President Barack Obama initially announced his plan to increase U.S. involvement and troop levels in Afghanistan alongside a plan to begin drawing them back down in July 2011. Though they never clarified how quickly that deescalation would proceed or whether its end goal was the complete removal of U.S. troops, White House officials have consistently emphasized the draw-down in discussing Afghan strategy. Now, however, McClatchy's Nancy Youssef reports that the Obama administration may be preparing to publicly abandon the July 2011 timetable. Here's what Youssef found and how people are reacting.
- New Deadline in 2014, but Vaguely McClatchy's Nancy Youssef reports, "The new policy will be on display next week during a conference of NATO countries in Lisbon, Portugal, where the administration hopes to introduce a timeline that calls for the withdrawal of U.S. and NATO forces from Afghanistan by 2014, the year when Afghan President Hamid Karzai once said Afghan troops could provide their own security. ... The Pentagon also has decided not to announce specific dates for handing security responsibility for several Afghan provinces to local officials and instead intends to work out a more vague definition of transition when it meets with its NATO allies."
- Two Primary Causes: Pakistan and Republicans Daily Kos's Timothy Lange writes, "the choice of de-emphasizing the July deadline was made in part because of what they said is a perception among Pakistani officials that 2011 would mark the beginning of the end of U.S. military action in Afghanistan. This perception has led Pakistan's military to seek a political settlement with the Taliban and reduce its pressure on Taliban infiltrators into Afghanistan. The midterm election losses that put Republicans in charge of the House of Representatives has also reduced pressure on the administration to begin an early withdrawal."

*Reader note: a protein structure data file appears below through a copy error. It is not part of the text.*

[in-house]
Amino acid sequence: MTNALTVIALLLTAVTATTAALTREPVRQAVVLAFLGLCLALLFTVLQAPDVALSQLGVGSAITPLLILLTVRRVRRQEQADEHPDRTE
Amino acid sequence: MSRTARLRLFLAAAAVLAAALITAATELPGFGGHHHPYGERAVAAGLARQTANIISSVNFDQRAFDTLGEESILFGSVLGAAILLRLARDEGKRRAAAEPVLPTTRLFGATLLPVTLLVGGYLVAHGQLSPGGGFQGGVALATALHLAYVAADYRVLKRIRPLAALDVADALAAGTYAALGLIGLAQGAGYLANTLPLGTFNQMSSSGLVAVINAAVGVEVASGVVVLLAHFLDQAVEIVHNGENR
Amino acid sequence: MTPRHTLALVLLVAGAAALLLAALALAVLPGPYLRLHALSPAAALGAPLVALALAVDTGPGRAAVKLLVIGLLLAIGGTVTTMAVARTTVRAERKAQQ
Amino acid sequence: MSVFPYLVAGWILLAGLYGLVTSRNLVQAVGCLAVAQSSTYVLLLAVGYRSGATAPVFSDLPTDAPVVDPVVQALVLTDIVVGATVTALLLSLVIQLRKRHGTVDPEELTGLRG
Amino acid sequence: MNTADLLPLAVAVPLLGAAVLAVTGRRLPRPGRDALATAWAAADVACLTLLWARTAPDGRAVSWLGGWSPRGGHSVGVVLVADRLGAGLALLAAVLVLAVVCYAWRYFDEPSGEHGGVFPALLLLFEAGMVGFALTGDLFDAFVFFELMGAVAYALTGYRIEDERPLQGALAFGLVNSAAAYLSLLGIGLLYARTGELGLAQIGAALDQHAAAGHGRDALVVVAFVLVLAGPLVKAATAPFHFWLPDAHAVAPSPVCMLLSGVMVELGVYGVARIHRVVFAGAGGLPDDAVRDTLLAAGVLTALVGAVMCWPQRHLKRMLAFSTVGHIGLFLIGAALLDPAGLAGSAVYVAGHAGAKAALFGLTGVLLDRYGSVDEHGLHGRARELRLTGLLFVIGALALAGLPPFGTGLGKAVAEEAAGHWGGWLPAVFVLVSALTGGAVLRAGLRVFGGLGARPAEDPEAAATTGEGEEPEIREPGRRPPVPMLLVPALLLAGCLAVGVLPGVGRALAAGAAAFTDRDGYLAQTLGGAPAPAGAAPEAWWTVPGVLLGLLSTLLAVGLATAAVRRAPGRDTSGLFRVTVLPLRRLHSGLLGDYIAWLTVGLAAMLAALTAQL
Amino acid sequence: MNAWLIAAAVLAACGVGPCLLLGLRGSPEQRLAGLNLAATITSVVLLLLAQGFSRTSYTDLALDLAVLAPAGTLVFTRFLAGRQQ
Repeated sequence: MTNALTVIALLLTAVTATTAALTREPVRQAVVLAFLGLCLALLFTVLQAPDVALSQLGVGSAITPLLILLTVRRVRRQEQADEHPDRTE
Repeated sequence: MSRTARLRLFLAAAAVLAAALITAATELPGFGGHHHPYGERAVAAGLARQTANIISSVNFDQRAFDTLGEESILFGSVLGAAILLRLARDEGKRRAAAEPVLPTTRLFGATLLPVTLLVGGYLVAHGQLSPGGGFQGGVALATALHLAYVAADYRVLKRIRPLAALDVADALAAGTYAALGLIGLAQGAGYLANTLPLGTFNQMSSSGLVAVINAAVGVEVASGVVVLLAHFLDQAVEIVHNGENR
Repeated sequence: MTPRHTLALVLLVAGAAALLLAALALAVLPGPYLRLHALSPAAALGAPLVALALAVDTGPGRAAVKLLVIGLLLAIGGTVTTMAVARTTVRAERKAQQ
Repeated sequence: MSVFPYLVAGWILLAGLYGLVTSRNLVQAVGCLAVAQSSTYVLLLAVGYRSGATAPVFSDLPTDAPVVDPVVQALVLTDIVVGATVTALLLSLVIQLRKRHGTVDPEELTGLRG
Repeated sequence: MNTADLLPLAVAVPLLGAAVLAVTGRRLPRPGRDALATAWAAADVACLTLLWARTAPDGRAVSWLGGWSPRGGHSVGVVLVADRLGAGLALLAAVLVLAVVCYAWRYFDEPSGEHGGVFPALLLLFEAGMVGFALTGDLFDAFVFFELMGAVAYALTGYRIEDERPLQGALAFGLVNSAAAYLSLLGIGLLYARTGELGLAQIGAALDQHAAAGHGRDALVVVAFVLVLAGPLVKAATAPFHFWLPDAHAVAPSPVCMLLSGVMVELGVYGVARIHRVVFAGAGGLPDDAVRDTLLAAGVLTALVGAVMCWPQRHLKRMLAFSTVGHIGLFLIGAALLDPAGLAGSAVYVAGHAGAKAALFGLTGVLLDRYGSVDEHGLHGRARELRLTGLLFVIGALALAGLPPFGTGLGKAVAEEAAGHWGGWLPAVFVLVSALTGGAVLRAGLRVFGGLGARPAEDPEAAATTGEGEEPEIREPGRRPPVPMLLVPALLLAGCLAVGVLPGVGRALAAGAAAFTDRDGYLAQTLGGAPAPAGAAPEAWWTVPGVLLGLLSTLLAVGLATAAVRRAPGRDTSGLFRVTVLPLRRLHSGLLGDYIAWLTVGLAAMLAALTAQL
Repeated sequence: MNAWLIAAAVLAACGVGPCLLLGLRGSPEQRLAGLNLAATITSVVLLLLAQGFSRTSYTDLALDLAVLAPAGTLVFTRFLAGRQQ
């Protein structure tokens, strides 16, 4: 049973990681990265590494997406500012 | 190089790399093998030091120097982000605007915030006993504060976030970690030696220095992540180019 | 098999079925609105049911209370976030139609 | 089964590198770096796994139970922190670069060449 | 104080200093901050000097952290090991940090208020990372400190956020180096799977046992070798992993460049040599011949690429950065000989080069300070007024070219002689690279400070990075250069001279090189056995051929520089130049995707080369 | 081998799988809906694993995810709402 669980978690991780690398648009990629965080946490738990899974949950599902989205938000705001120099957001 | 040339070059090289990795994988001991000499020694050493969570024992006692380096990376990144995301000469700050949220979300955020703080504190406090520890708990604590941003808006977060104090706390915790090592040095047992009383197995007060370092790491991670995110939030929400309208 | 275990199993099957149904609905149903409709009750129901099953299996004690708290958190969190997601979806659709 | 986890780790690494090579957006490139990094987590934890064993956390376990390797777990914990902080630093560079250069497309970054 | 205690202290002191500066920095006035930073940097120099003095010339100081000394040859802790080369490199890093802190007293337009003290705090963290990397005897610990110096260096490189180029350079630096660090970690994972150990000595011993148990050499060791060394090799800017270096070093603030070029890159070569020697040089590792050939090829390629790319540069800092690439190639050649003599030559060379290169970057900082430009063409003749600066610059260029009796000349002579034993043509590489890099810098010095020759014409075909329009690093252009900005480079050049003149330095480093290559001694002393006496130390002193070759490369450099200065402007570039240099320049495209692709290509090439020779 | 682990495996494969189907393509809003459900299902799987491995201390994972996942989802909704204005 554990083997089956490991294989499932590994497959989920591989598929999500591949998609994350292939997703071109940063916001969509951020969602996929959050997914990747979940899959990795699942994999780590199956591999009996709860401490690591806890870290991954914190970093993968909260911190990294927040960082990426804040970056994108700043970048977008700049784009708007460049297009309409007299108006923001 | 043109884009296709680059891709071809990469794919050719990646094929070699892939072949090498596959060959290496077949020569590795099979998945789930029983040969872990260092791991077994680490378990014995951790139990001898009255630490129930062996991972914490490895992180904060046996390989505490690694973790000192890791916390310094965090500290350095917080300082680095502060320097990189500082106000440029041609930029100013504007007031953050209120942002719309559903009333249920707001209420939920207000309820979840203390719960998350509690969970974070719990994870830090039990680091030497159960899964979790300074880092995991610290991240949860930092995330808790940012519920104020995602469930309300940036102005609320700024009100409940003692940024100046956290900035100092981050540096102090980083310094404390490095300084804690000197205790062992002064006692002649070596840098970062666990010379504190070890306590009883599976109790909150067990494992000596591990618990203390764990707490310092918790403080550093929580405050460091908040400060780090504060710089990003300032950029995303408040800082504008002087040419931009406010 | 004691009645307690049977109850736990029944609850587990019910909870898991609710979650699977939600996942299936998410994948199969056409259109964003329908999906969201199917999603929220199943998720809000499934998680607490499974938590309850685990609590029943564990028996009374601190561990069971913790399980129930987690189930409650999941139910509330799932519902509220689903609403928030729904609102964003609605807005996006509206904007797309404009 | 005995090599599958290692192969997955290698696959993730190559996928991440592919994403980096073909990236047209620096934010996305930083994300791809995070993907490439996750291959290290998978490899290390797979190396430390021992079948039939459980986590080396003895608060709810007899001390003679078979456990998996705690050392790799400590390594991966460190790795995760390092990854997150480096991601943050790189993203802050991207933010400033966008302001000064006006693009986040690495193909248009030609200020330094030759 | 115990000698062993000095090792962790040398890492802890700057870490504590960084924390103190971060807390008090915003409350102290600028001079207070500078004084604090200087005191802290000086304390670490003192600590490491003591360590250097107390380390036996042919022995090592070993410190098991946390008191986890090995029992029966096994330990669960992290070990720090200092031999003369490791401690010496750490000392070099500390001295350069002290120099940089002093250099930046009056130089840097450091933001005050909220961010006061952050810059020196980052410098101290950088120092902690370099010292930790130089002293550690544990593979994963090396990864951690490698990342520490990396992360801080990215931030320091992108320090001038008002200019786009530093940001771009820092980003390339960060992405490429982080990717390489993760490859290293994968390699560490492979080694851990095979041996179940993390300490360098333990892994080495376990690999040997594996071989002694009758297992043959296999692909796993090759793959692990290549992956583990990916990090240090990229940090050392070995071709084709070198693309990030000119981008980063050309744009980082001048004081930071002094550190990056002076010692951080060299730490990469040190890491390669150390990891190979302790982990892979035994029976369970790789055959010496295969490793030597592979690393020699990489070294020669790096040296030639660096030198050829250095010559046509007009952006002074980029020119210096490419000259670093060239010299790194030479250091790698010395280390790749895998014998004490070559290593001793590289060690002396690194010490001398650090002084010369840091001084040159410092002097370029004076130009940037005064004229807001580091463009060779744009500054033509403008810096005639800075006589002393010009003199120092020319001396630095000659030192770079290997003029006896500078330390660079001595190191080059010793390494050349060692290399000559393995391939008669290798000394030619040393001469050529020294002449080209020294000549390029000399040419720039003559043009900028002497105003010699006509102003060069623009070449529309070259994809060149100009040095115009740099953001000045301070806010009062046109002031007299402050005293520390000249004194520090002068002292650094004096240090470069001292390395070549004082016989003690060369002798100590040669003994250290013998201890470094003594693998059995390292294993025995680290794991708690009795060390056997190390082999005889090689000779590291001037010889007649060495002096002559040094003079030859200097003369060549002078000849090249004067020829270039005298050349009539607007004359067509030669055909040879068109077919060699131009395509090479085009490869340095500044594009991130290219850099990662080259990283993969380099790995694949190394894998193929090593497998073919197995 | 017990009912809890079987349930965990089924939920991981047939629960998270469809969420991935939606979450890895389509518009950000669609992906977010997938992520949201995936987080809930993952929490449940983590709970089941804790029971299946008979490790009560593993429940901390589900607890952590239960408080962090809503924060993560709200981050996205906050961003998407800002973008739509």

- I Told You So Mother Jones' Kevin Drum sighs, "Last May, after reading about Gen. David Petraeus's ironclad promise that we could begin withdrawing troops from Afghanistan by next year, I said, 'Promise or not, I'll bet that next year, when the drawdown is supposed to start, Petraeus tells us we need to stay.' A month later, after reading Gen. Stanley McChrystal's comments on problems with the Kandahar offensive, I said, 'It sure sounds to me as if McChrystal is starting the PR campaign for this now.' ... Apparently Pentagon officials now consider 2014 to be the new 2011. I'm sure that will change sometime around 2013 though." Reason's Jesse Walker adds, "Is anyone surprised by this?"
- The Right Move A commenter on a post noting the changes by National Review's Rich Lowry wrote, "I'm glad to see them walk this back. I'd prefer a solid statement of intent from the Administration, rather than political calculation designed to do what's right without angering supporters on the left who are on the wrong side of this issue, but I'll take what I can get."
This article is from the archive of our partner The Wire.